Mark Kemp was fossil hunting between Mappleton and Cowden on the Holderness coast in the North of England when he came across the jawbone of the Temnodontosaurus from the Jurassic period
Image: Katie Pugh)
A man was shocked to find a 200-million-year-old fossilised reptile jawbone while on a day trip with his friend.
Mark Kemp was fossil hunting when he came across the bone from the Jurassic period between Mappleton and Cowden on the Holderness coast in the North of England.
Mark says he immediately knew that it was a special and has now been confirmed with an award-winning expert, HullLive reports.
The bone is well-preserved with large teeth and is from a marine reptile that roamed the seas nearly 200 million years ago.
Mark Kemp said: “I found it with my friend, two or three months ago.
Alamy Stock Photo)
“It’s very rare to find something like this in East Yorkshire and to my knowledge, it’s the very first one of its kind.
“The teeth are huge, you don’t hear much about that kind of thing being found. Some of the collectors I’ve shown it to, none of them have seen teeth this big.”
Leading marine reptile palaeontologist Dr Dean Lomax has identified the bone as belonging to a Temnodontosaurus.
This was one of the larger species of an ichthyosaur, a type of marine reptile.
The jawbone found on the Holderness coast dates to approximately 180 million years ago.
Mark said he was also informed by Dr Lomax that the fossil was “one of the best examples of this species to come from Yorkshire”.
Based on the size of the jaw and the teeth it is estimated this Temnodontosaurus had a two-metre-long skull and was at least 40feet long – making it a full-sized adult to which the jawbone belonged.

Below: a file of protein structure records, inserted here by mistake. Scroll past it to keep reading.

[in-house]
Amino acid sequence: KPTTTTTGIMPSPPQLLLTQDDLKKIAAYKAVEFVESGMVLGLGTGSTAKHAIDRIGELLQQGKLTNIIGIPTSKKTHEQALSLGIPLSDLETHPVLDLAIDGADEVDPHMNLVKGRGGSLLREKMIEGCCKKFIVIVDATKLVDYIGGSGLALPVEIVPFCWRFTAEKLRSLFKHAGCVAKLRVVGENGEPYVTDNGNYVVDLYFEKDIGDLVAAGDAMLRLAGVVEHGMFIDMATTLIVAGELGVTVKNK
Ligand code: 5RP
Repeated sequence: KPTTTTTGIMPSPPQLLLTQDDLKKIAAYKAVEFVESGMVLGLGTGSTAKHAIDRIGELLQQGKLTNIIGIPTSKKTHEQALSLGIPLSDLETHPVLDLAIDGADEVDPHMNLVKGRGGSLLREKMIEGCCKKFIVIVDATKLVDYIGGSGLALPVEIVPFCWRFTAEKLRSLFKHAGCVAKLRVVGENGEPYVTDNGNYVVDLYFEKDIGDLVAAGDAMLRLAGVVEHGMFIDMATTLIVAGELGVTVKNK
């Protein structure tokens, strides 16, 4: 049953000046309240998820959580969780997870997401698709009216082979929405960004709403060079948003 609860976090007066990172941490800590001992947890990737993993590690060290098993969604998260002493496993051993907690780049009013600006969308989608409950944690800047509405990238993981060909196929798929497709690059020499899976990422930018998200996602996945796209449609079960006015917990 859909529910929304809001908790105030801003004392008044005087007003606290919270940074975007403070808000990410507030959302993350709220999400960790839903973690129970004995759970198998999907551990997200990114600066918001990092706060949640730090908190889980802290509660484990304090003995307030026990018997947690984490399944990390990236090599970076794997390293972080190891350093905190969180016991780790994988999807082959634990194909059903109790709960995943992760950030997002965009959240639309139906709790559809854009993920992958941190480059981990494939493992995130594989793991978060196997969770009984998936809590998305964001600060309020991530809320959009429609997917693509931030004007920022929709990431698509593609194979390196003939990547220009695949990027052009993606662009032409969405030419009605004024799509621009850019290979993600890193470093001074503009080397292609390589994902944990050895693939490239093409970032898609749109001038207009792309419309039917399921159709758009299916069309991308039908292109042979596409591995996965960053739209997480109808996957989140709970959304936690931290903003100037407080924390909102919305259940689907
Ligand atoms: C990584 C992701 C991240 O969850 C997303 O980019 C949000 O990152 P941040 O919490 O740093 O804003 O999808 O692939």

Mark is a self-confessed collector of items and was introduced to fossil hunting eight years ago and now does it for a living.
Mark has a special workshop in his home where he carefully prepares fossils found and sent in by people, improving their appearance and helping preserve them.
He also runs Instagram and YouTube accounts, titled ‘The Yorkshire Fossil Hunter’, where he videos his fossil hunting exploits.
He said: “It’s staying in my collection. I have emailed some museums about displaying it for six weeks or so.
“But otherwise, I’ll keep it. It was getting on for 120 hours preparing it, so real labour of love.”
The name Temnodontosaurus derives from the Greek for “cutting-tooth lizard”.
The species had large eyes which, at approximately 20cm (7.9 in) in diameter, are thought to be the largest of any known animal.
It is believed to have roamed the deeper seas of the open ocean.
Temnodontosaurus was an apex predator which hunted extinct marine molluscs known as ammonites and is also thought to have fed on vertebrates too.
It could close its jaws with over three tonnes of force – twice as much bite force as a modern-day saltwater crocodile.